"There will be fewer and fewer jobs that a robot cannot do better," he said. "I want to be clear. These are not things I wish will happen; these are things I think probably will happen."


UBI will be essential in order to avoid a 21st century retread of the French Revolution in which the unemployed rise up en masse to destroy the upper class. Preventing a few thousand jobs from going to Mexico will not prevent the mass extinction of these U.S. blue collar - and even white collar - jobs.

How will EAPs position themselves to be effective and relevant in this new workplace landscape?

I don't yet know.

But we have 13 years to come up with an answer.

Wednesday, April 12, 2017

Web Secret 462: Aeon

Do you want to explore new ideas about subjects ranging from psychology to health, from technology to culture and more?

Delivered in a variety of mediums, on a really beautiful website.

By thought leaders.

Of course you do. You want Aeon

Aeon is a digital magazine publishing some of the most profound and provocative thinking on the web. Asking the big questions and finding the freshest, most original answers.

Aeon has four channels. One is Essays – longform explorations of deep issues written by serious and creative thinkers.

Example: "A bug for Alzheimer’s?" - A bold theory places infection at the root of Alzheimer’s, explaining why decades of treatment have done little good.

The second is Ideas – short provocations.

Example: "There is nothing inevitable or natural about chronic disease."

The third is Video - streaming a mixture of curated short documentaries and original Aeon content.

Example: "Can writing an 11,000-page autobiographical thesis cure addiction?"


The fourth is Conversations inviting the reader to input their own arguments and points of view.

Example: "How does increased involvement of fathers in childrearing alter public perceptions of masculinity?"

Aeon - committed to big ideas, serious inquiry and a humane worldview.

That’s it.

Wednesday, April 5, 2017

Web Secret 461: Ignite

In need of mental stimulation but don't have the attention span for a TED Talk?

You need Ignite.

Ignite is a series of speedy presentations. Presenters get 20 slides, which automatically advance every 15 seconds. The result is a fast and fun presentation which lasts just 5 minutes.

What can you learn in just 5 minutes?

Quite a lot as it turns out.

Surprise! Your child has autism. Now what?


How to Get 5 Million People to Read Your Website


There are hundreds of them. On a multiplicity of topics. From all over the world.

Warning: the quality of Ignite sessions varies greatly, ranging from fantastic to terrible.

Fortunately, you can figure this out in a matter of seconds and move on.

Refreshing.

Wednesday, March 29, 2017

Web Secret 460: the Internet health report

Mozilla - the maker of the Firefox browser - just released the first ever Internet health report.

And why should you care?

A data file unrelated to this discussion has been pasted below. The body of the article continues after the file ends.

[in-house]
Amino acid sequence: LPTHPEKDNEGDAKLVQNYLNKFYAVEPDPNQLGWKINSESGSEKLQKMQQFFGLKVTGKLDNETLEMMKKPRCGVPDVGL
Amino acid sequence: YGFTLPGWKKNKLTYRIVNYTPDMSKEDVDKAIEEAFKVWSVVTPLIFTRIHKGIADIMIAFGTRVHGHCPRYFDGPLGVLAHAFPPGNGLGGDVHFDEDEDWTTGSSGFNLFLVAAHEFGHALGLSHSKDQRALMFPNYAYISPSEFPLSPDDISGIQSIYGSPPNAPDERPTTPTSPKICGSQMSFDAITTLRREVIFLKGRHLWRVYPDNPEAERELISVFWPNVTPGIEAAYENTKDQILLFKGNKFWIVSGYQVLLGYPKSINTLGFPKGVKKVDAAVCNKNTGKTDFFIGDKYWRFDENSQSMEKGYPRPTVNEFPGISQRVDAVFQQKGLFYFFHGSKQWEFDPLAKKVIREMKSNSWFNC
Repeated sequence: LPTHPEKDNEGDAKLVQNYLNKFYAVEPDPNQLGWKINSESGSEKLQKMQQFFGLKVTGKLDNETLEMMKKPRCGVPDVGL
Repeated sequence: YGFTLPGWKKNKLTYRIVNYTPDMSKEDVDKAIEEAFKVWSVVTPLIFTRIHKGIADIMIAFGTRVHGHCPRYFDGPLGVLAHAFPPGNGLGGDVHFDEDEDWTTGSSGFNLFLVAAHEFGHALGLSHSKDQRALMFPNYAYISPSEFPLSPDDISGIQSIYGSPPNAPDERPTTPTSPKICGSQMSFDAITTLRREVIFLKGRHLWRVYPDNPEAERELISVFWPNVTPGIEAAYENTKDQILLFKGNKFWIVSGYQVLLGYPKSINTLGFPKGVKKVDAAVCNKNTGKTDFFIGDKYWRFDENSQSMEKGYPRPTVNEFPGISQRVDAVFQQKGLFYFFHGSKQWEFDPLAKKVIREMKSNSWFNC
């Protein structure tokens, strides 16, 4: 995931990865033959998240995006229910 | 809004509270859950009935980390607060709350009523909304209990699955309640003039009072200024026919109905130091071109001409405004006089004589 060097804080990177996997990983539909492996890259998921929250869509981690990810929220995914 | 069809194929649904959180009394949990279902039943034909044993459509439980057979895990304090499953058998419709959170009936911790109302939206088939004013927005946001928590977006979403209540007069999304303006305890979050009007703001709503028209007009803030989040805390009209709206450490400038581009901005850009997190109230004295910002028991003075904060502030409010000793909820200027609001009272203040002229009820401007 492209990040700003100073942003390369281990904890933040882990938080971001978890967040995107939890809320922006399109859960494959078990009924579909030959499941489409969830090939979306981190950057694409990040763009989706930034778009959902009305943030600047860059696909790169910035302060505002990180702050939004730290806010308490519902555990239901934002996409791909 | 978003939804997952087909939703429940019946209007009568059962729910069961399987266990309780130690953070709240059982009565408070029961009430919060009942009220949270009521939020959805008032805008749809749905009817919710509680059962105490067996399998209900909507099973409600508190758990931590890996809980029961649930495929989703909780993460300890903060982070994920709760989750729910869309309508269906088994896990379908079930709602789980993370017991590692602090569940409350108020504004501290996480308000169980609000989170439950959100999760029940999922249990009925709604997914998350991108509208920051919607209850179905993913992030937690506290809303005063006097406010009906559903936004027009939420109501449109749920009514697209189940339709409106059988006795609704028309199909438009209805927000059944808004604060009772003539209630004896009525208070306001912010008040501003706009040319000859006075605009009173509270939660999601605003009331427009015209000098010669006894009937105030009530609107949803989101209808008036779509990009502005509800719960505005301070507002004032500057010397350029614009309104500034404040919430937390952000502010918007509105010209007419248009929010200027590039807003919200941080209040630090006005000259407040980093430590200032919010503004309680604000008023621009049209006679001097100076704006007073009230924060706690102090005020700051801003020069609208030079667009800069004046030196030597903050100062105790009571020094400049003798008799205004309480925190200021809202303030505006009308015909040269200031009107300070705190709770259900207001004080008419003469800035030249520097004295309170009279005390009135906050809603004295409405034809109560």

"The Internet is an ecosystem. A living entity that billions of people depend on for knowledge, livelihood, self-expression, love…. The health of this system relies on – and influences – everyone it touches. Signs of poor health in any part impacts the whole. We’re all connected."

Okay, I get it. But how would you determine the health of the Internet?

You measure five factors:

1. How open is it? “Open” means that anyone can publish or invent online without asking for permission, and that the technologies used to run the Web are transparent and understandable.

2. Who is welcome online? Everyone deserves equal opportunity to access the Internet, and to use it to improve their lives and societies.

3. Who controls the Internet? Decentralization means the Internet is controlled by many. It’s millions of devices linked together in an open network. No one actor can own it, control it, or switch it off for everyone.

4. Is it safe and secure? The safety and security of the Internet impacts us all. We should be able to understand what is happening to our data, and have the ability to control how it is used.

5. Who can succeed online? We need everyone to have the skills to read, write and participate in the digital world, so more people can move beyond consuming to actually creating, shaping and defending the Web.

Party on, Mozilla.

You done good.

Wednesday, March 22, 2017

Web secret 459: Fiverr

Fiverr is a global online marketplace offering tasks and services, beginning at a cost of $5 per job performed, from which it gets its name. The Fivver taglines are "Everything your business needs, simplified. Talented freelancers, millions of digital services, on budget and on time."

The site is used on the one hand by freelancers who use it to offer their services, and on the other hand by small businesses, private practices and startups to inexpensively create and grow.

Typical services include:

logo creation

article and blog post writing

social media marketing

website building

viral videos

and much, much more.

Fiverr explains the power of getting s**t done in an amusing video.

Freelance services for the lean entrepreneur.

That could be you.

Wednesday, March 15, 2017

Web Secret 458: the real impact of workplace automation

We have all heard the dire forecast: in about 10 years or so, half of the jobs in existence today will be automated.

Bye bye jobs.

Not so fast.

It's more complicated than that explains James Manyika, a Director at the McKinsey Global Institute (MGI), in his recent article, "Workplace automation: Separating fiction from fact."

The article explains that - astoundingly - back in 1964, US President Lyndon Johnson created a national commission to examine the impact of automation on the economy and employment. At that time, LBJ pointed out that automation should be viewed as an ally, not an enemy:

“If we understand it, if we plan for it, if we apply it well, automation will not be a job destroyer or a family displaced. Instead, it can remove dullness from the work of man and provide him with more than man has ever had before.”